Magnesium may also be decreased in pets with heart failure, once again due to reduced food intake and use of diuretics. Magnesium depletion is difficult to prove based on blood levels as, similar to potassium, blood levels do not coincide with cellular levels. Magnesium supplementation under veterinary supervision may be warranted.

Supplementation with Coenzyme Q10, taurine, and carnitine may be helpful in pets with heart disease and heart failure. Taurine deficiency can cause dilated cardiomyopathy in cats. This disease is quite rare today, as pet food manufacturers have increased the levels of taurine in commercial pet foods. Cats are true carnivores. Unlike dogs, they cannot make enough taurine to meet their daily needs and must receive taurine from their diets. Homemade diets for cats containing animal proteins such as meat or fish contain adequate taurine levels. However, processing results in loss of taurine if the meat juices are removed. Pouring the juices over the diet, or feeding raw meats if the owner is comfortable with this, can replace this taurine. Eggs and cottage cheese contain little or no taurine and must be supplemented with taurine. Vegetarian diets (including tofu-based diets) do not supply taurine, as plants do not make taurine; these diets must also be supplemented with taurine to meet the cat’s needs.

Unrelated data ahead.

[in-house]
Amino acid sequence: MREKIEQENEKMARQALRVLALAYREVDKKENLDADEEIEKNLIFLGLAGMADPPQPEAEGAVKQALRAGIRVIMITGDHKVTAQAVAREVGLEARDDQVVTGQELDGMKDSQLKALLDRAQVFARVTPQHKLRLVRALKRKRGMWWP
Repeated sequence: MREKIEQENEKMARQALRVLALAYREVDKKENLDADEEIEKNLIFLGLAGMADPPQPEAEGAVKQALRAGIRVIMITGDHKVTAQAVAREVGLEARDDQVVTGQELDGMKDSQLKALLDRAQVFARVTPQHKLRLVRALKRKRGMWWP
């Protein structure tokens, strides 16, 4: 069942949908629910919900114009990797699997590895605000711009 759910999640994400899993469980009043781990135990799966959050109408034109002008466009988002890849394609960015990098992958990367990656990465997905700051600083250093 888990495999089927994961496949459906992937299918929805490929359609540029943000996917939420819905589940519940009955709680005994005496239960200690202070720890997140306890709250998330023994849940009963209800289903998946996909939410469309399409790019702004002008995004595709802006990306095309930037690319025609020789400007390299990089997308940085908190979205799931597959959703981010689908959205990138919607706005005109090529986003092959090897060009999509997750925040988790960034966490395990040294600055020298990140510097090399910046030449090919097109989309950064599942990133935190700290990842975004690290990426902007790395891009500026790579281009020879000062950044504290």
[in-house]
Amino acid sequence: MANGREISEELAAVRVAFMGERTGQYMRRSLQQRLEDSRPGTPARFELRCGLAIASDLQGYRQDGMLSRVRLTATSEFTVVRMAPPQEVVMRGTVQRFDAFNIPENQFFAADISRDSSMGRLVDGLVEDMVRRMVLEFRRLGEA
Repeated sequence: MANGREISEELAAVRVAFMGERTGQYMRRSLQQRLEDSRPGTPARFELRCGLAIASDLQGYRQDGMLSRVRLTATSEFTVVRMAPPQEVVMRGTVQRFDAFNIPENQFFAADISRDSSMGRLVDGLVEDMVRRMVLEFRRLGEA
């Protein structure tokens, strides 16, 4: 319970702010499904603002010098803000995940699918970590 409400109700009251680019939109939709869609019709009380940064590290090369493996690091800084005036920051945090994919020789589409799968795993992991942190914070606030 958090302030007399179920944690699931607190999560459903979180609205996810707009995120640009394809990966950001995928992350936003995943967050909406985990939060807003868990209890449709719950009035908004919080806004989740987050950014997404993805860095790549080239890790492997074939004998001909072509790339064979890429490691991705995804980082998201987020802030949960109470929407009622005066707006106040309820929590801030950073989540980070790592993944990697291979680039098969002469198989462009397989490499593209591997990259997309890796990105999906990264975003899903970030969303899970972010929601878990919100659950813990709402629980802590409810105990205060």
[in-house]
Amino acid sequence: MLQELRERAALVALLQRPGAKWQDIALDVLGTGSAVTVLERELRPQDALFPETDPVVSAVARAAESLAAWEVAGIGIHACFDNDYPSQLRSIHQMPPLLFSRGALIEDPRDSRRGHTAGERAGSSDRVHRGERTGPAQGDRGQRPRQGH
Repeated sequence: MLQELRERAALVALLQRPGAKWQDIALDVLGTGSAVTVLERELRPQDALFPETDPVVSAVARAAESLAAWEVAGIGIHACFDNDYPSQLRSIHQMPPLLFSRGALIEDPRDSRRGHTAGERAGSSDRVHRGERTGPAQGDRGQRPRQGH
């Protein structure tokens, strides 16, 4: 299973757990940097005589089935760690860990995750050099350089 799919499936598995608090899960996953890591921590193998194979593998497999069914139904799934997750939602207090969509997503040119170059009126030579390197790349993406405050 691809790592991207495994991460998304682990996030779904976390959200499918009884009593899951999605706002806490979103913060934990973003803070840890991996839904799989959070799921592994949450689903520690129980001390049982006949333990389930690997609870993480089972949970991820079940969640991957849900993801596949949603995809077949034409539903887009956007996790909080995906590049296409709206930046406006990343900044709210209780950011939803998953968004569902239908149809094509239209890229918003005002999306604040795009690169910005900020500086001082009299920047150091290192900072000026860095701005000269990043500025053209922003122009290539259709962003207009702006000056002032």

Shawn Messonnier, DVM

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Shawn Messonnier DVM Past Supporting Member, Oncology Association of Naturopathic Physicians Author, the award-winning The Natural Health Bible for Dogs & Cats, The Natural Vet’s Guide to Preventing and Treating Cancer in Dogs, and Breast Choices for the Best Chances: Your Breasts, Your Life, and How YOU Can Win The Battle!